Joseph Campbell, to whom I am indebted for explaining this version of the Persian worldview, points out in his Masks of God: Occidental Mythology (New York: Penguin, 1964) that although there are many similarities in the Persian and Old Testament versions of the fall of man, the chief difference lies in who is primarily to blame for evil coming into the world (189–212). As we have seen in the Persian story, the bargain is struck without man’s knowledge that sin would at a certain time in the future become inevitable. Thus the coming of sin is cosmological. In the story of Adam and Eve, Lucifer accuses God of unfairness, but he has no power actually to create evil. He can only tempt humans with false promises and hope to defeat the God who had created him and cast him out of heaven. Lucifer would not gain ascendancy unless the original pair of humans allowed him into their lives, and thus we are led back to the alphabet rhyme, “In Adam’s fall, we sinned all.” Humans are distinctly to blame for their own suffering, and in the biblical version it is only through their acceptance of God’s grace that their suffering can be alleviated and the world made new again.

Elaine Pagels takes issue with this theology. In her study of the Judeo-Christian idea of the fall, Adam, Eve, and the Serpent (New York: Random House-Vintage, 1989), she labels the belief that Adam tainted us all, thus condemning us to death, as “empirically absurd” (127), but she does so as one examining the doctrine from an academic rather than a Christian viewpoint. Although she does not assent to the doctrine, she does thoroughly explain its theological history and significance to traditional Christian believers, and her book is well worth a thorough examination. She goes back to the theological arguments of the early Christian Church as the founding fathers struggled with the nature of Christ, the Trinity, and the fall. Augustine, obsessed by his own struggles with sexual desire, came to the conclusion that sin is passed directly through the sperm into every human, and thus only Christ who was not born of sperm did not suffer from original sin. He could be fully divine and fully human and still be sinless. Every other human is by definition a sinner.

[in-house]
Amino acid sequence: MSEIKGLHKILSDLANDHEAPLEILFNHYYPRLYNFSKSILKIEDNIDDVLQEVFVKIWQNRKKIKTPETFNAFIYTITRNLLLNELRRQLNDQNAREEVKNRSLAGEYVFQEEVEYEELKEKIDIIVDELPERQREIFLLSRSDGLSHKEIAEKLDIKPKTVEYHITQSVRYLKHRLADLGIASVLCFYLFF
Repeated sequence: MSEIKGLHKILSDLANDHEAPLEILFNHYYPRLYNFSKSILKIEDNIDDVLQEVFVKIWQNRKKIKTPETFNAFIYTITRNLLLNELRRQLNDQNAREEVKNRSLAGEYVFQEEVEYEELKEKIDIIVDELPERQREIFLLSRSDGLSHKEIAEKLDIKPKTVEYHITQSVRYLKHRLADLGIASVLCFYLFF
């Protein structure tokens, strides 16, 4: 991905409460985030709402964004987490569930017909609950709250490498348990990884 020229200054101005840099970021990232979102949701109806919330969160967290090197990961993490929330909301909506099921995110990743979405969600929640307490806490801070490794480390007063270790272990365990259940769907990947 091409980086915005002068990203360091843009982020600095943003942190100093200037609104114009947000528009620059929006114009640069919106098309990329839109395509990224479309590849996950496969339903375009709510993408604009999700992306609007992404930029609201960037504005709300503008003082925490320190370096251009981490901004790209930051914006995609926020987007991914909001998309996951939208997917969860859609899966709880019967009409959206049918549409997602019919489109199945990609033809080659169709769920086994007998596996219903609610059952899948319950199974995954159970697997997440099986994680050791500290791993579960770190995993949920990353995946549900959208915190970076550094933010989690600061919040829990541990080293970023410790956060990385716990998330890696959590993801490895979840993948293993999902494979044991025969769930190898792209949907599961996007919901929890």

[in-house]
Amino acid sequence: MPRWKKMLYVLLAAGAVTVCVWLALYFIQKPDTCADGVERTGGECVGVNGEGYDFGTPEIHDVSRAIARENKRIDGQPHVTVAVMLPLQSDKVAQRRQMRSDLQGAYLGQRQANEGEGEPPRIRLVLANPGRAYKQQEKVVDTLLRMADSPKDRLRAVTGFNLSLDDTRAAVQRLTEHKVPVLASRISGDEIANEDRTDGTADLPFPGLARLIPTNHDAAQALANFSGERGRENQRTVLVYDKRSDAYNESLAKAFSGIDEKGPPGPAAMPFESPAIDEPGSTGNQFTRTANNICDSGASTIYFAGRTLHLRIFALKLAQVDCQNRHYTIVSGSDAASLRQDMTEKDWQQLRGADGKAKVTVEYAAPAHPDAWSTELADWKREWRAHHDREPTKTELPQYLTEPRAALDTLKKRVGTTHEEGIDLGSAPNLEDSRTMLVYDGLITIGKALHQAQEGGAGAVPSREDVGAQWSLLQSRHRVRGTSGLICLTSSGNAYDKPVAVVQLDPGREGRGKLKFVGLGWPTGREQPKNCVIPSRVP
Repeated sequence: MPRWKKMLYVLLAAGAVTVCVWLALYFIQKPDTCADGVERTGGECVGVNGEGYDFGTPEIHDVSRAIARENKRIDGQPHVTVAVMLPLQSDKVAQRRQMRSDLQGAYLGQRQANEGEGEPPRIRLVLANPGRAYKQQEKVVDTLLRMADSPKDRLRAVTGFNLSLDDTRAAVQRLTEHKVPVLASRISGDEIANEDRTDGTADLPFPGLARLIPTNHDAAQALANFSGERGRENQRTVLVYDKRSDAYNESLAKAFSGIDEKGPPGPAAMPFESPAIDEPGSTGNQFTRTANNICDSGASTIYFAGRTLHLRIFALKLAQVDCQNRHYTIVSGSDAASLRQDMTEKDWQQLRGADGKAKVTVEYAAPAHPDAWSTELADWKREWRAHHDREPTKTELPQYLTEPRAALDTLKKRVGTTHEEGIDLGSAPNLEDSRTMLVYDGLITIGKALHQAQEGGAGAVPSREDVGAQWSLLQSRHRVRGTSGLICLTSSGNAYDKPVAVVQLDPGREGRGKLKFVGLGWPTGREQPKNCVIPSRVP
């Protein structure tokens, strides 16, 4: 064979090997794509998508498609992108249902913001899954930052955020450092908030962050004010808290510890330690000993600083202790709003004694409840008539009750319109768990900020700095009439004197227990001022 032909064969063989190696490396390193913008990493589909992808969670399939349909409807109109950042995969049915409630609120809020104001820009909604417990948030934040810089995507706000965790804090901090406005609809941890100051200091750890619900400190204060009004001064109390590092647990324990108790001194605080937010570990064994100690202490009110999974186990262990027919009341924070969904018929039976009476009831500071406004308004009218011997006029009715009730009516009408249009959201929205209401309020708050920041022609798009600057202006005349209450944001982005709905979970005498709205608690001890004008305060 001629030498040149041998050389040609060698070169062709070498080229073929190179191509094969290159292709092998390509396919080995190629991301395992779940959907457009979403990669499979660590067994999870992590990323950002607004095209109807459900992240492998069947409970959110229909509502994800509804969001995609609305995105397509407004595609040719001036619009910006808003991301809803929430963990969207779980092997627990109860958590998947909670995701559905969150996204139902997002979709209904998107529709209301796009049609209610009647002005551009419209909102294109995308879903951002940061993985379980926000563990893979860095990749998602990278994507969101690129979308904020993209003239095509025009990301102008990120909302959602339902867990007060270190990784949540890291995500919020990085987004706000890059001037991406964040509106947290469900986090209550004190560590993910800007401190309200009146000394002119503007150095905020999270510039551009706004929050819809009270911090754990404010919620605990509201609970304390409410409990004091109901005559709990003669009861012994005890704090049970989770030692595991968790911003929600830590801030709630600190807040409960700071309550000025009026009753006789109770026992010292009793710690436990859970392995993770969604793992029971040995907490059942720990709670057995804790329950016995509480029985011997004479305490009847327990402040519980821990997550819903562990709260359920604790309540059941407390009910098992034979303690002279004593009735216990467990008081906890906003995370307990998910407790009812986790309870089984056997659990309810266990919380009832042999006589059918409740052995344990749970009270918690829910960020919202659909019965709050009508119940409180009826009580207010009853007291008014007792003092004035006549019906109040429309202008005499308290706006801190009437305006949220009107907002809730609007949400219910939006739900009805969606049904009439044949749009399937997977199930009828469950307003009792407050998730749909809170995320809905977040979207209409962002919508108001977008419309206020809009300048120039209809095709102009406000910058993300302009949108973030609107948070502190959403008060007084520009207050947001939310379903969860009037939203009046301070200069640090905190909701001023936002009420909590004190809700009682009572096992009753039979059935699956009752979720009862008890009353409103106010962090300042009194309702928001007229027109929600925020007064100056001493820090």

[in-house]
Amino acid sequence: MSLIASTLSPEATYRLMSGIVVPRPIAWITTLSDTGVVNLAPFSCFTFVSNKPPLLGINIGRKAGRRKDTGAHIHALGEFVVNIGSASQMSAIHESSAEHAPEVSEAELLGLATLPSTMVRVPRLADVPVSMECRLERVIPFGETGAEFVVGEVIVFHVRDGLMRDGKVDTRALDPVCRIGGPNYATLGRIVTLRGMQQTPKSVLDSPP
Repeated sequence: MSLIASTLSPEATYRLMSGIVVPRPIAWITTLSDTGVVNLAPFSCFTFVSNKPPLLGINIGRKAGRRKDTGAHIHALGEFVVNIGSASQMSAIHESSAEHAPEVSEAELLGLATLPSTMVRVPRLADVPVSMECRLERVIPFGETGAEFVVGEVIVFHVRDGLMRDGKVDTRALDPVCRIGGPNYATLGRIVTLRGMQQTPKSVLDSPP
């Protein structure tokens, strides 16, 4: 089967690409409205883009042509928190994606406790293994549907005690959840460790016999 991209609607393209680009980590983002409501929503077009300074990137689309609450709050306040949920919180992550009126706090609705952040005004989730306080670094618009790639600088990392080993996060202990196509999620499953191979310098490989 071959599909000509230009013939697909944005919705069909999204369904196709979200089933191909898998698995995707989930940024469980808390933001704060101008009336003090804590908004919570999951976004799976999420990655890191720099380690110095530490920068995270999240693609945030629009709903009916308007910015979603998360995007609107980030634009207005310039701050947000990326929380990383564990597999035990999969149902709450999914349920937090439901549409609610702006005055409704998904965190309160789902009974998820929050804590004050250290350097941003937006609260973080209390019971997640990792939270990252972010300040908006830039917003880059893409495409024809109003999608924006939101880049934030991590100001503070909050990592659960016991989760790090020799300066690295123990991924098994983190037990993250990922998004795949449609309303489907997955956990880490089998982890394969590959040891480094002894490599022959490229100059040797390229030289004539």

So where do these arguments leave modern humans as they look for meaning in a world where greed, violence, and hate come perilously close to choking out the struggling pockets of good? Secularists and Christians alike can agree that bad things happen as a result of natural phenomena. Nature, through entirely explainable processes, produces cataclysmic storms, fires, and earthquakes. Disease is genetically and environmentally explained. In the secular view, even human behavior, as we come to understand specific genetic anomalies and influences of environment, can be understood as disruptive and sometimes tragic but not by definition sinful.

In the secular view, humans must learn to work within human ability to try to improve themselves and the world. The Zoroastrian view, and yes there is still a small community of believers who settled in India after being driven out of Iran at the emergence of Islam, is that humans have the capacity to choose right thoughts, words, and deeds and will eventually earn a heavenly reward. Christianity’s answer to evil is Christ centered rather than human focused. The apostle Paul lamented that even though we will ourselves to be good, we do evil, but he uses his pessimistic view of human nature to argue that through grace we are saved (Rom. 7:15). Though each worldview has merit, Christian theology is the most hopeful. Original sin ends with Christ’s grace and with a world made new. Thus the rhyme “In Adam’s fall, we sinned all” becomes a promise of Christ’s perfection rather than an admission of failure.

Marilyn Glaim is professor emeritus of English at Pacific Union College, Angwin, California.